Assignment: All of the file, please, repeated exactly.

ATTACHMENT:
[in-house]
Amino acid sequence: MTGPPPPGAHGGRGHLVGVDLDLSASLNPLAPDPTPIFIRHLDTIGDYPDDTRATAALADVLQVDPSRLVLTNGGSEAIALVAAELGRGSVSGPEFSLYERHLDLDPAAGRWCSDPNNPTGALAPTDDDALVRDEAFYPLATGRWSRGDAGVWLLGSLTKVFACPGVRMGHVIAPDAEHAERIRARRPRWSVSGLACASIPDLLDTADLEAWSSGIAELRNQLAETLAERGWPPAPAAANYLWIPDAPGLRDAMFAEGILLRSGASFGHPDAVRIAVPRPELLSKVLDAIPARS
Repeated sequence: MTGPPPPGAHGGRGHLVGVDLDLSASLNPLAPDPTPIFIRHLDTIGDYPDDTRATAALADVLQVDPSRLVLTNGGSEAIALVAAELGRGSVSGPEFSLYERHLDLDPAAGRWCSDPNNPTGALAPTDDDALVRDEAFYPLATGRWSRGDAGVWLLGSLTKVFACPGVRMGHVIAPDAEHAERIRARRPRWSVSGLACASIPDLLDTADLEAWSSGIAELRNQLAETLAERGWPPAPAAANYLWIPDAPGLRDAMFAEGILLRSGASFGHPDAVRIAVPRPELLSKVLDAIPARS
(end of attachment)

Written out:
[in-house]
Amino acid sequence: MTGPPPPGAHGGRGHLVGVDLDLSASLNPLAPDPTPIFIRHLDTIGDYPDDTRATAALADVLQVDPSRLVLTNGGSEAIALVAAELGRGSVSGPEFSLYERHLDLDPAAGRWCSDPNNPTGALAPTDDDALVRDEAFYPLATGRWSRGDAGVWLLGSLTKVFACPGVRMGHVIAPDAEHAERIRARRPRWSVSGLACASIPDLLDTADLEAWSSGIAELRNQLAETLAERGWPPAPAAANYLWIPDAPGLRDAMFAEGILLRSGASFGHPDAVRIAVPRPELLSKVLDAIPARS
Repeated sequence: MTGPPPPGAHGGRGHLVGVDLDLSASLNPLAPDPTPIFIRHLDTIGDYPDDTRATAALADVLQVDPSRLVLTNGGSEAIALVAAELGRGSVSGPEFSLYERHLDLDPAAGRWCSDPNNPTGALAPTDDDALVRDEAFYPLATGRWSRGDAGVWLLGSLTKVFACPGVRMGHVIAPDAEHAERIRARRPRWSVSGLACASIPDLLDTADLEAWSSGIAELRNQLAETLAERGWPPAPAAANYLWIPDAPGLRDAMFAEGILLRSGASFGHPDAVRIAVPRPELLSKVLDAIPARS